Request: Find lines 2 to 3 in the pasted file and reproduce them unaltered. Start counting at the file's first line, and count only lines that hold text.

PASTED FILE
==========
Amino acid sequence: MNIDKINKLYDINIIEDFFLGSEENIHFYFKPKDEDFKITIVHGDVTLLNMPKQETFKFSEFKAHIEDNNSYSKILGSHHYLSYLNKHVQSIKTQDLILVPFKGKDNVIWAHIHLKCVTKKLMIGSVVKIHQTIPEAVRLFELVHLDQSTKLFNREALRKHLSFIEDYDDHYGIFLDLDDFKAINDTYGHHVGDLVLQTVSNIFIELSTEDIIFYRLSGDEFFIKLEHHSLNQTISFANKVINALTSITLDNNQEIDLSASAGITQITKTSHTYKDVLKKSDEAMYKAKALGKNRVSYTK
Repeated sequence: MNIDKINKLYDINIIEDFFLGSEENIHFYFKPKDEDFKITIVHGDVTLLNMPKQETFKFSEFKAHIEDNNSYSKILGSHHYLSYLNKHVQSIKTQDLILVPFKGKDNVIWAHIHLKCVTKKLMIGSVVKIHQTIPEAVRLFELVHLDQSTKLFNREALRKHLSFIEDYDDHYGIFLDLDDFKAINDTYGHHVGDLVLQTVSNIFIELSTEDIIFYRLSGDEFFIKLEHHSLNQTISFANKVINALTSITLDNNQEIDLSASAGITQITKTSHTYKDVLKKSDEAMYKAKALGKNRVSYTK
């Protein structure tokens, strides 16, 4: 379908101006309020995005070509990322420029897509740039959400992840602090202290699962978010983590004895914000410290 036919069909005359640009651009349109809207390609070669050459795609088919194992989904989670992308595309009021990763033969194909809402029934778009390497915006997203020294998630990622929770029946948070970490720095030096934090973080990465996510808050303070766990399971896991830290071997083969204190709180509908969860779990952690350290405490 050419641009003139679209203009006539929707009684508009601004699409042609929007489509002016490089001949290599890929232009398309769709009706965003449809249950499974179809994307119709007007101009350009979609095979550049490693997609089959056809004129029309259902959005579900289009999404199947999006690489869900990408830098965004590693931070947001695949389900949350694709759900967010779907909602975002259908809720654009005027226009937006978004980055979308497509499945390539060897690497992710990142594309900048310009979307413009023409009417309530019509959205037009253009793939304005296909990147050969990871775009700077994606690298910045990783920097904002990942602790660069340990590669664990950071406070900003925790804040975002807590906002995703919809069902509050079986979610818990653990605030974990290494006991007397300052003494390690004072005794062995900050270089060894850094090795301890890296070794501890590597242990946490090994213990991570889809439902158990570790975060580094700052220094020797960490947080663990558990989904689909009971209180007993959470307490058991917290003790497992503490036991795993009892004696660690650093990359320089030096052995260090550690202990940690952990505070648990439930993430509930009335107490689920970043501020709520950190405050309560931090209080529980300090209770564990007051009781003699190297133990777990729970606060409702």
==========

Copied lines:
Repeated sequence: MNIDKINKLYDINIIEDFFLGSEENIHFYFKPKDEDFKITIVHGDVTLLNMPKQETFKFSEFKAHIEDNNSYSKILGSHHYLSYLNKHVQSIKTQDLILVPFKGKDNVIWAHIHLKCVTKKLMIGSVVKIHQTIPEAVRLFELVHLDQSTKLFNREALRKHLSFIEDYDDHYGIFLDLDDFKAINDTYGHHVGDLVLQTVSNIFIELSTEDIIFYRLSGDEFFIKLEHHSLNQTISFANKVINALTSITLDNNQEIDLSASAGITQITKTSHTYKDVLKKSDEAMYKAKALGKNRVSYTK
């Protein structure tokens, strides 16, 4: 379908101006309020995005070509990322420029897509740039959400992840602090202290699962978010983590004895914000410290 036919069909005359640009651009349109809207390609070669050459795609088919194992989904989670992308595309009021990763033969194909809402029934778009390497915006997203020294998630990622929770029946948070970490720095030096934090973080990465996510808050303070766990399971896991830290071997083969204190709180509908969860779990952690350290405490 050419641009003139679209203009006539929707009684508009601004699409042609929007489509002016490089001949290599890929232009398309769709009706965003449809249950499974179809994307119709007007101009350009979609095979550049490693997609089959056809004129029309259902959005579900289009999404199947999006690489869900990408830098965004590693931070947001695949389900949350694709759900967010779907909602975002259908809720654009005027226009937006978004980055979308497509499945390539060897690497992710990142594309900048310009979307413009023409009417309530019509959205037009253009793939304005296909990147050969990871775009700077994606690298910045990783920097904002990942602790660069340990590669664990950071406070900003925790804040975002807590906002995703919809069902509050079986979610818990653990605030974990290494006991007397300052003494390690004072005794062995900050270089060894850094090795301890890296070794501890590597242990946490090994213990991570889809439902158990570790975060580094700052220094020797960490947080663990558990989904689909009971209180007993959470307490058991917290003790497992503490036991795993009892004696660690650093990359320089030096052995260090550690202990940690952990505070648990439930993430509930009335107490689920970043501020709520950190405050309560931090209080529980300090209770564990007051009781003699190297133990777990729970606060409702």